Kentucky researchers say that the breath analysis tool they’ve tested finds early lung cancer. Preliminary results suggest that this new test promises to deliver highly reliable results.
Scientists from the University of Louisville School of Medicine now use a test that is noninvasive and that creates less of a patient financial burden than conventional testing, according to Medical News Today. It helps expedite treatment for individuals who already have the disease. Michael Bousamra II, M.D., presented the findings at the annual meeting of the American Association for Thoracic Surgery.
The American Cancer Society estimates 224,210 new cases of lung cancer in 2014. About 116,000 will occur in men and 108,210, in women. The organization also estimates that lung cancer deaths will number 159,260, 72,330 in women and 86,930 in men. This represents around 27 percent of all deaths attributed to cancer. Every year, more patients die of this illness than of a combination of colon, breast, and prostate cancer.
The Louisville team expects CT scanning to remain the primary screening tool for lung cancer. While they don’t suggest that their breath test should substitute for it, they see it as particularly helpful after a positive CT result. Should the breath test be negative, some patients could undergo periodic exams but avoid a biopsy. A positive breath test result is an indicator that the individual should directly proceed to a biopsy, a step that could speed treatment.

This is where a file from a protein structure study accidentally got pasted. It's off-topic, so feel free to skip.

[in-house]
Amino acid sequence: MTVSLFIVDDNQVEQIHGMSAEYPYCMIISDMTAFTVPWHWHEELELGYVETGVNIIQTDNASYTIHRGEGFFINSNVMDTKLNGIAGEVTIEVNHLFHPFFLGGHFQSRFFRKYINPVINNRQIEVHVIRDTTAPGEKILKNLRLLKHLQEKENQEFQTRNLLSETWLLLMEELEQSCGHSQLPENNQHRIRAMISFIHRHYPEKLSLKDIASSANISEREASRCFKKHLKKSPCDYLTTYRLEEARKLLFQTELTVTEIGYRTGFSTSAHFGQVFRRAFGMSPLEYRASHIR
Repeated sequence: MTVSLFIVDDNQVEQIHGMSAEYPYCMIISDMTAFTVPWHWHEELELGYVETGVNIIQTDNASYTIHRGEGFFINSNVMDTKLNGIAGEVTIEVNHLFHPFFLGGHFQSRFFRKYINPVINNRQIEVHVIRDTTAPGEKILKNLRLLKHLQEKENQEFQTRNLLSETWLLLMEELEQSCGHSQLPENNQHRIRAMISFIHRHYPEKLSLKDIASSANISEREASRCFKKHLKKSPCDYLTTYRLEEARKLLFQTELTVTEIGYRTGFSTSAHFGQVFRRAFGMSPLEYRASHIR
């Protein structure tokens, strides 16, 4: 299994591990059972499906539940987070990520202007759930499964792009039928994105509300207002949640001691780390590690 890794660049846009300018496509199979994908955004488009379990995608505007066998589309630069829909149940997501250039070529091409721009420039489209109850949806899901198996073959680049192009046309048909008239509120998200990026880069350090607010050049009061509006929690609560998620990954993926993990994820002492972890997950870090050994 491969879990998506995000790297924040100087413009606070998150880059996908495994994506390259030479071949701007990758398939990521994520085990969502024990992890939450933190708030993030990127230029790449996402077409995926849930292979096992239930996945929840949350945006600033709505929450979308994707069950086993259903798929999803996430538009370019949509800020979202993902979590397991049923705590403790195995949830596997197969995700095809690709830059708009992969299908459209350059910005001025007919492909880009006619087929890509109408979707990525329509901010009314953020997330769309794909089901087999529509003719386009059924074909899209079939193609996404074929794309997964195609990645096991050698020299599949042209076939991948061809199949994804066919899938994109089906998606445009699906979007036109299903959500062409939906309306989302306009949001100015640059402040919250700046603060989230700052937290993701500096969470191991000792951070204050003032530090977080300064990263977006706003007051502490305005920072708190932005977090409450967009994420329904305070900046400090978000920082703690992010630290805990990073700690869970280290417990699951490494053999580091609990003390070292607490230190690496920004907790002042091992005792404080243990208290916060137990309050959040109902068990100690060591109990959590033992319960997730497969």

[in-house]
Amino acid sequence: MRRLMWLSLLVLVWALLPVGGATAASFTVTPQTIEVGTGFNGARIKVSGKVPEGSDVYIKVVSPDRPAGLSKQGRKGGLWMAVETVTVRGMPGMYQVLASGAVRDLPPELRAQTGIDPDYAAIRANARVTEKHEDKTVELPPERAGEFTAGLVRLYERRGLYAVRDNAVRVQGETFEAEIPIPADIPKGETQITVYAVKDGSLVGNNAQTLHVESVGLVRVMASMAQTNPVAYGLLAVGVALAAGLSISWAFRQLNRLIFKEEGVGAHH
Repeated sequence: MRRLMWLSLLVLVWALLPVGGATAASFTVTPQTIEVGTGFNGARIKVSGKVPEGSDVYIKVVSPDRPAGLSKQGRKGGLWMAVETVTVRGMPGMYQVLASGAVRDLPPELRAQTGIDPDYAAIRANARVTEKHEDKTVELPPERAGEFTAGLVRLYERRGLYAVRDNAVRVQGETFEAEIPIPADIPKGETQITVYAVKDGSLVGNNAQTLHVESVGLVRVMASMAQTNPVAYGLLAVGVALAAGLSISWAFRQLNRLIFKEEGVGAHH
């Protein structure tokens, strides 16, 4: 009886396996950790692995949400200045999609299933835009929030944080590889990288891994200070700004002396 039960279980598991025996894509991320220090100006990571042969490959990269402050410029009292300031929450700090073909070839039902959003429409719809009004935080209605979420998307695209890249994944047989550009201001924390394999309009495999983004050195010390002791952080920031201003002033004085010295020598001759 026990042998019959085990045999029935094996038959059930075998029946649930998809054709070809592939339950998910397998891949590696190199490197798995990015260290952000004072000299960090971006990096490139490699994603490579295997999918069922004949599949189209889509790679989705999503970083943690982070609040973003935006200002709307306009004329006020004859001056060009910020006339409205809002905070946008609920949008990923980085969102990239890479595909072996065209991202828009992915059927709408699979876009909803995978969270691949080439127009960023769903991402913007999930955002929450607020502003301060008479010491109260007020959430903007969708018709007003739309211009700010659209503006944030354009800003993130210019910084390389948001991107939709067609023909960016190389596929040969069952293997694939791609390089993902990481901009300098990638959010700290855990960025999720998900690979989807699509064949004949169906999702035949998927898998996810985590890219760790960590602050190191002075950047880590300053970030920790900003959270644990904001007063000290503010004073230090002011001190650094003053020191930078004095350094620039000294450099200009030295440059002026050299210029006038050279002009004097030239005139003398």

The Kentucky study used 88 healthy control subjects, 107 known to have lung cancer, 40 with pulmonary disease classified as benign, and 7 individuals whose lung cancer had metastasized. Prior research had identified four substances, called carbonyl compounds, in breath samples that proved to be elevated cancer markers (ECMs) that differentiated patients with benign lung disease from those with cancer.
Carbonyl compounds are groups in organic chemistry made up of a carbon atom double-bonded to an oxygen atom, according to Elmhurst College. The researchers considered those in the breath evidence of chemical reactions that occur in cancerous lung tumors. They compared the results from the breath test to those from PET scans.
Results indicated that both the specificity and the sensitivity of the breath analysis depended on the number of elevated ECMs present. For 95 percent of analyses with three or four ECMs, the diagnosis was lung cancer. Most patients with benign lung diseases had one ECM, if any. Stage IV cancer patients typically had three or four.
For early-stage lung cancer, diagnosing a malignancy via the breath test had a sensitivity similar to that of a PET scan. However, for identifying patients who didn’t have cancer, the breath tool trounced the PET scan when it came to higher specificity, 75.0 percent compared to 38.7 percent. These results suggest the new tool could save the need for many invasive biopsies.
Vonda J. Sines has published thousands of print and online health and medical articles. She specializes in diseases and other conditions that affect the quality of life.